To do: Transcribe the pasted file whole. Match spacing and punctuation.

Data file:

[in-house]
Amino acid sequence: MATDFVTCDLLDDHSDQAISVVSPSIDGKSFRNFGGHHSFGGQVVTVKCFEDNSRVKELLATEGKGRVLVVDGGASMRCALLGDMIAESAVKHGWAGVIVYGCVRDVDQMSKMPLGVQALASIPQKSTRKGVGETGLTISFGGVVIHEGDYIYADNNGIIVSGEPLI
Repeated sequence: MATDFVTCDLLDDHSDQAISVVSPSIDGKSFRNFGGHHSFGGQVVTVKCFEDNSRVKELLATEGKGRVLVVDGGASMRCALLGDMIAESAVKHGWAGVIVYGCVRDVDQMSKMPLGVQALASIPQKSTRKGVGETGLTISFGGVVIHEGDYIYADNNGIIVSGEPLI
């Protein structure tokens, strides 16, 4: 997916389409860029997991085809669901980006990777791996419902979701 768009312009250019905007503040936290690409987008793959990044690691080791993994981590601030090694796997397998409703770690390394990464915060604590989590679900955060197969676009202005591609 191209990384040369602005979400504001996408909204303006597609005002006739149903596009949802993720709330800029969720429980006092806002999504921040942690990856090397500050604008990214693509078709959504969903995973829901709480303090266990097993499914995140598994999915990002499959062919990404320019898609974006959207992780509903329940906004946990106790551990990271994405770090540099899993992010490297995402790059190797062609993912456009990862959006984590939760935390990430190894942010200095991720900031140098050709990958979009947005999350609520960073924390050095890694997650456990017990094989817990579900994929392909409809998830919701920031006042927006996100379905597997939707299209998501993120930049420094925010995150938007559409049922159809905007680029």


[in-house]
Amino acid sequence: MATDFVTCDLLDDHSDQAISVVSPSIDGKSFRNFGGHHSFGGQVVTVKCFEDNSRVKELLATEGKGRVLVVDGGASMRCALLGDMIAESAVKHGWAGVIVYGCVRDVDQMSKMPLGVQALASIPQKSTRKGVGETGLTISFGGVVIHEGDYIYADNNGIIVSGEPLI
Repeated sequence: MATDFVTCDLLDDHSDQAISVVSPSIDGKSFRNFGGHHSFGGQVVTVKCFEDNSRVKELLATEGKGRVLVVDGGASMRCALLGDMIAESAVKHGWAGVIVYGCVRDVDQMSKMPLGVQALASIPQKSTRKGVGETGLTISFGGVVIHEGDYIYADNNGIIVSGEPLI
């Protein structure tokens, strides 16, 4: 997916389409860029997991085809669901980006990777791996419902979701 768009312009250019905007503040936290690409987008793959990044690691080791993994981590601030090694796997397998409703770690390394990464915060604590989590679900955060197969676009202005591609 191209990384040369602005979400504001996408909204303006597609005002006739149903596009949802993720709330800029969720429980006092806002999504921040942690990856090397500050604008990214693509078709959504969903995973829901709480303090266990097993499914995140598994999915990002499959062919990404320019898609974006959207992780509903329940906004946990106790551990990271994405770090540099899993992010490297995402790059190797062609993912456009990862959006984590939760935390990430190894942010200095991720900031140098050709990958979009947005999350609520960073924390050095890694997650456990017990094989817990579900994929392909409809998830919701920031006042927006996100379905597997939707299209998501993120930049420094925010995150938007559409049922159809905007680029």